Effective sales feedback is all about providing timely, actionable insight into performance. Today, we run through the key characteristics of quality sales feedback with surgical precision.

Yesterday, we looked into the 7 deadly sins of sales feedback. Today, we’re diving deep into the subject — taking a look at some of the concepts every manager should keep top of mind when providing sales feedback.

For what it’s worth, I’m terrible at receiving feedback. Back in school, I couldn’t even read through my English papers when my teacher gave them back to me. If there was a 94 at the top of it, I didn’t want to see what got my 6 points docked.

I’m a huge wimp when it comes to receiving feedback — but even I will respond favorably to feedback when it’s presented in the manner explained below. Here’s the anatomy of effective sales feedback.

Anatomy Of Effective Sales Feedback

A great starting point is John Kaplan’s post for Force Management, “5 Ways to Give Better Feedback to Your Sales Teams.”

Kaplan provides some great insight and offers 5 short, sweet pieces of advice for sales feedback that will make your conversations that much more impactful.

1) Disarm The Recipient

Kaplan’s analysis opens with two critical points:

  1. Stay Positive.
  2. Let the Receiver Go First.

The rationale for these two approaches is simple. Most people enter conversations that involve feedback guarded and on the defensive. They may shut themselves off from truly hearing what you have to say.

By taking these two initial steps in your sales feedback, you disarm the recipient and let them know you intend to have a dialogue, rather than a monologue. You also demonstrate that the feedback is meant to be helpful and provide a 360° analysis of their performance.

2) Provide SMART Analysis

Kaplan lays out an excellent acronym to adhere to with your sales feedback.

The following five characteristics of sales feedback present an all-encompassing overview of the type of feedback you should give your sales reps:

  • Specific
  • Measurable
  • Achievable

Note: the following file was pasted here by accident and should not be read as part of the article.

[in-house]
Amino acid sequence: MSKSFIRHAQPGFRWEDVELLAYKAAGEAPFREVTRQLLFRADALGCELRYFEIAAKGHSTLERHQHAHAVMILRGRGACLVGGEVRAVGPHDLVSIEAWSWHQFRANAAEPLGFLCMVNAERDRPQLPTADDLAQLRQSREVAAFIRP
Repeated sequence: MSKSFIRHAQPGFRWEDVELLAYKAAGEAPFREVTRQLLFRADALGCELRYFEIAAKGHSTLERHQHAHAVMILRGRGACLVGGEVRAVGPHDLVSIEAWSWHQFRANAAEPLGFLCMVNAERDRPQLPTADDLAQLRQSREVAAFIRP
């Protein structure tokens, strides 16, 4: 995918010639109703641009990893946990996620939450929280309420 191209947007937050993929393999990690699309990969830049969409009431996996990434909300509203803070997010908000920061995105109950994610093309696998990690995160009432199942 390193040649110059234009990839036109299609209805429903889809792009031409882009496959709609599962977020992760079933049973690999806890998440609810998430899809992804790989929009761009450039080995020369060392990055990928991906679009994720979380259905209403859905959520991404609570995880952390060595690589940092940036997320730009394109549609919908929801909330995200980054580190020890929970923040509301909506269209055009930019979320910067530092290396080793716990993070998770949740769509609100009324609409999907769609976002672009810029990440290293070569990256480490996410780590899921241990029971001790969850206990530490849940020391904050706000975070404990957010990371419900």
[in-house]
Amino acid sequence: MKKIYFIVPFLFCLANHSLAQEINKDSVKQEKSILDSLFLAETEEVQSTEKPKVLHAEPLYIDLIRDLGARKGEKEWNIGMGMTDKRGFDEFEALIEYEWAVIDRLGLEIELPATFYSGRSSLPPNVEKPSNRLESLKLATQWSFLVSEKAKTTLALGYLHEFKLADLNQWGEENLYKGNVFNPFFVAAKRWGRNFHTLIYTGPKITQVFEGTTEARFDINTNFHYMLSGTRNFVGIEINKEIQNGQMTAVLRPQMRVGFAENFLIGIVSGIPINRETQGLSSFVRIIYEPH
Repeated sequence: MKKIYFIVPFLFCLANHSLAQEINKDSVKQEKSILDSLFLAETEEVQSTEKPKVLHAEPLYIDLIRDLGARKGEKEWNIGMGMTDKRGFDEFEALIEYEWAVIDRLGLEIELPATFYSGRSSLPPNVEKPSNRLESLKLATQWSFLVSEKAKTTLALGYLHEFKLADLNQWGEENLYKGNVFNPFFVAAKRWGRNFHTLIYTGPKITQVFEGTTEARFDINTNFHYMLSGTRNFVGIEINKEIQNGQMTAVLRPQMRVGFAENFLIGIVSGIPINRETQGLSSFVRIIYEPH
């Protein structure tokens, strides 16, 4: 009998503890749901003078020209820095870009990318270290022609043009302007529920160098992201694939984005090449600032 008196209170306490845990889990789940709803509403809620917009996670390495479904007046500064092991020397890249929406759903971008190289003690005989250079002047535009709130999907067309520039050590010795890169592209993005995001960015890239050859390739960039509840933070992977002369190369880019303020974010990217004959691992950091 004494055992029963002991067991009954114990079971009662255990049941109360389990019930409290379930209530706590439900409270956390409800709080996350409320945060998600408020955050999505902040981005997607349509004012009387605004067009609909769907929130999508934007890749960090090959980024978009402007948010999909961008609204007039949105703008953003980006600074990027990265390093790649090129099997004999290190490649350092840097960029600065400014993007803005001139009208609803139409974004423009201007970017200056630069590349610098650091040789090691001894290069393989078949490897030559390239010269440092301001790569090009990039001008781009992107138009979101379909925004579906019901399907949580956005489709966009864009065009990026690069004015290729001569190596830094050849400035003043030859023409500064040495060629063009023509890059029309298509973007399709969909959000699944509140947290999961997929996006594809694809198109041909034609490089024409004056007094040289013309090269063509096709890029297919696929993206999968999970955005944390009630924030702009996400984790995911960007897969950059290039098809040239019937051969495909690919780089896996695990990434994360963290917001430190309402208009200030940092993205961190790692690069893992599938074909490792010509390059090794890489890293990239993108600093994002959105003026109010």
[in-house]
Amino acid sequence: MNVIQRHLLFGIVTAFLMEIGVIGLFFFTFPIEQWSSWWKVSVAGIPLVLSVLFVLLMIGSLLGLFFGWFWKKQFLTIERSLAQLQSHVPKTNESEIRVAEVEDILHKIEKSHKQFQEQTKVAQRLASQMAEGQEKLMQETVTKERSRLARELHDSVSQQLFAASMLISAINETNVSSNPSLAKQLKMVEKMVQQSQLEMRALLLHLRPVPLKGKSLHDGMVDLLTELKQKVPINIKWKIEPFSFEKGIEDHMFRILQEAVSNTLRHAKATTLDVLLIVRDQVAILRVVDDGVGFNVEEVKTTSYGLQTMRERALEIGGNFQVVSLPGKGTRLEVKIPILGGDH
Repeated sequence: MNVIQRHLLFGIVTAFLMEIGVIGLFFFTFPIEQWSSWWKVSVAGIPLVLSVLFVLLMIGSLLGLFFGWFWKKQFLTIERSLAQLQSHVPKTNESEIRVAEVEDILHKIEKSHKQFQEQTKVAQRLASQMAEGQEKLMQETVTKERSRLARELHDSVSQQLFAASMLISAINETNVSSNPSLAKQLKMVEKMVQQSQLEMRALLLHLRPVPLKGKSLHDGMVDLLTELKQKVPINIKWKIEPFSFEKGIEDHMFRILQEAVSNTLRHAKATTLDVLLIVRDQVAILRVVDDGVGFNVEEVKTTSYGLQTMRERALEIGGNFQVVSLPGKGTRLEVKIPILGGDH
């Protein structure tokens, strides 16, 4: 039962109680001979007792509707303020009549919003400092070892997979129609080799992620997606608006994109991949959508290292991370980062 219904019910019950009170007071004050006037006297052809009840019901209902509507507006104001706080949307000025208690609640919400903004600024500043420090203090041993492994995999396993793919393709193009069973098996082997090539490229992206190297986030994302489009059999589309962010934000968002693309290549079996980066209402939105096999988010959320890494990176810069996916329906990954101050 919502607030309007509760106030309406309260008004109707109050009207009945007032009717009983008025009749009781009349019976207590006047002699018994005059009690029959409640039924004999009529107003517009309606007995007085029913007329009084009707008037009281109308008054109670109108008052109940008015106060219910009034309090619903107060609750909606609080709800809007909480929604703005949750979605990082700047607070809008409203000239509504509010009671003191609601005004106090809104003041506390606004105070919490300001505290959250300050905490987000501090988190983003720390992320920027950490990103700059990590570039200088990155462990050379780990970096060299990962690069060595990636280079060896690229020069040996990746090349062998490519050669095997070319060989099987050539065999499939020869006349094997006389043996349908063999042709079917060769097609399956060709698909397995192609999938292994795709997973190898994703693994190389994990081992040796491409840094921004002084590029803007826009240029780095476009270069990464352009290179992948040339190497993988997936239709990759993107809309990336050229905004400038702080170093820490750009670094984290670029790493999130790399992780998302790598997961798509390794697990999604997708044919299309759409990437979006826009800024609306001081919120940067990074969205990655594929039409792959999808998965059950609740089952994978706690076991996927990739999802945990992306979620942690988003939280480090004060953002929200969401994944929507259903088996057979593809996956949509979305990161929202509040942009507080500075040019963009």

• Realistic
  • Timely

Kaplan’s post is a must-read on this topic, so prior to having a one-on-one with a rep, check yourself to make sure the feedback you plan to provide is specific, measurable, achievable, realistic, and timely.

3) Make It Part Of A Sales Contest

A great way to ensure that sales feedback gets followed is to run a sales contest.

We love Mark Roberge’s Hubspot post, “6 Tips to Run an Incredibly Effective Sales Contest.”

In this post, Mark also points out how effective sales contests — especially team sales contests — can be at reinforcing desired behaviors on your sales floor.

We’ve provided our own list of epic sales contest ideas we think you should follow, so check those out as well.

4) Focus On Coaching

As we alluded to in yesterday’s post, all sales feedback should incorporate coaching.

Jeff Hoffman’s post for Hubspot, “4 Differences Between Sales Coaching and Feedback,” comes down a little harshly on the concept of “sales feedback” in general. But, he does make some valid points about the need to make the focus of feedback coaching.

In this post, Hoffman fleshes out key distinctions between what constitutes effective sales coaching and mere feedback.

Getting The Most Out Of Sales Feedback

Effective sales feedback will get the maximum value out of your sales team.

You need your one-on-one meetings with sales reps to be as effective as possible, and leave resonant, immediate and sustainable impacts on their mentality towards selling.

Follow the approaches listed above and don’t forget to check out our 7 deadly sins of sales feedback post. We’ll see you next time on the Ambition Blog.

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